Don Peterson: On a Mission
“Called to Serve.” This is a frequent Mormon expression and it describes the life and works of Don Peterson. He was born in Magna, Utah, a suburb of Salt Lake City. Magna is not really a city but a township of 23,000 people. Settlement started in 1851 and by 1897 the first LDS Ward was established. Don’s grandparents were missionaries and settled here. Don’s parents were born in Magna and are there still. They were married young and his dad worked in the mines along with two or three other jobs. By the time Don’s dad was 24 years old, there were four kids in the family. His mother and dad worked ceaselessly for their family and their church, raised their kids in the faith, and instilled undiluted Mormon culture into them.
Don went to Salt Lake City to enroll at the University of Utah and study accounting. Why accounting? His grandmother decided that the family needed an accountant. Don admits to always hating attending to details but never considered stepping outside his role in the family. Upon graduation, Don happened upon the Federal Civil Service; he passed the test and was hired. He and his “friend” Jeff, counter to their culture, moved to Washington, DC. Don started his career at the US Department of Agriculture where he would stay for 30 years.
Don worked for 20 years in the Rural Electrification Administration. In view of Don’s growing commitment to social justice, his selection by the REA is only slightly ironic. The REA was one of Franklin Roosevelt’s 1935 New Deal signature programs. While 90% of urban dwellers had electricity, only 10% of rural dwellers did. Private companies had refused to build costly electrical lines, but by 1939 the REA had established 417 co-ops serving 288,000 households. Don wrote annual reports and did financial analysis keeping the tradition of co-ops alive. Don explains that in spite of his belief in the mission, the day to day details began to bore him and he looked for new challenges.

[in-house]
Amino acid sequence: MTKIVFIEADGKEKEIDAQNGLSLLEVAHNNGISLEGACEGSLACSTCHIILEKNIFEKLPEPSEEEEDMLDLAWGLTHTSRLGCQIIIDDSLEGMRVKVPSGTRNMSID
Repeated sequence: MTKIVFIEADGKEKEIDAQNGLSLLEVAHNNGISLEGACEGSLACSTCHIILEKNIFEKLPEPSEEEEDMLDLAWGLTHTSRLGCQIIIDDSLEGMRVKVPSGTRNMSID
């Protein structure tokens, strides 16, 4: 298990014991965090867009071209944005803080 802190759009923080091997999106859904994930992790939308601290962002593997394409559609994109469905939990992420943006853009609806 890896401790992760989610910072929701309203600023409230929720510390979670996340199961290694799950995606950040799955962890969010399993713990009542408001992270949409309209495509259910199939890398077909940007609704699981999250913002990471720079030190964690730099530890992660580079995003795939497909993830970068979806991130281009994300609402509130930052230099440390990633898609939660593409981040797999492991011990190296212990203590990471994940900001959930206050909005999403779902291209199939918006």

The Farmers Home Administration was ready to challenge him with a sizable new and innovative position, packaging and selling securitized government loans in a Fannie Mae-like structure. He began weekly to do business with Wall Street bankers, an experience different from everything Don could imagine. The pilot program’s objective was to market one hundred million dollars’ worth within one year. Under Don’s leadership the goal was far exceeded to nearly one billion dollars. Don became regarded as a great success and received a lot of recognition. This was foreign to him; he was astonished by the acclamation.
He was offered and accepted the position of Deputy CFO of the Food and Drug Administration. His office was in the executive office along with the top level administrators. When describing this environment, he looks bemused as if he cannot comprehend how he got there. He repeats, “And details just aren’t my thing.” In any case, Don’s intelligence, skills, and work ethic propelled him to career heights. But, in time, this wore off and he was confronted by his own sense that something was missing.
At age 51, he left the federal government to open his own business as a coach and a consultant. He hoped to help others find their best life, and aimed to help people find their calling, not only make a living. He is convinced that we get caught up in day to day activity and lose sight of our true life’s work.
After ten productive years in business, Don and his partner moved to the beach. They had owned a condo for several years but wanted to put down roots. They built their permanent home just outside Rehoboth Beach.
But true to his cultural roots, Don has worked assiduously for progressive goals since he arrived. He is active with the Universal Unitarians, the Film Society, and the Democratic Party. The Cape Gazette publishes with regularity his letters asking for fairness and justice for all Sussex Countians, including undocumented immigrants. He reminds us that Sussex County’s undocumented immigrants are not only Hispanic and Latino but Eastern Europeans, Haitians, and Asians as well. Many have children born here and most have substandard housing. Describing this, his gentle face shows pain and compassion.
Don explains that his father was his inspiration for leading a just and helpful life. His father engendered in him a work ethic and a tirelessness for achievement. He taught him commitment to the community and to people denied an equal playing field.
When asked what he wants his legacy to be, Don turns serious. I want to be remembered as a social activist who made a difference for underserved people in Sussex County, who believed in equal rights, equal housing, and who believed in caring for neighbors.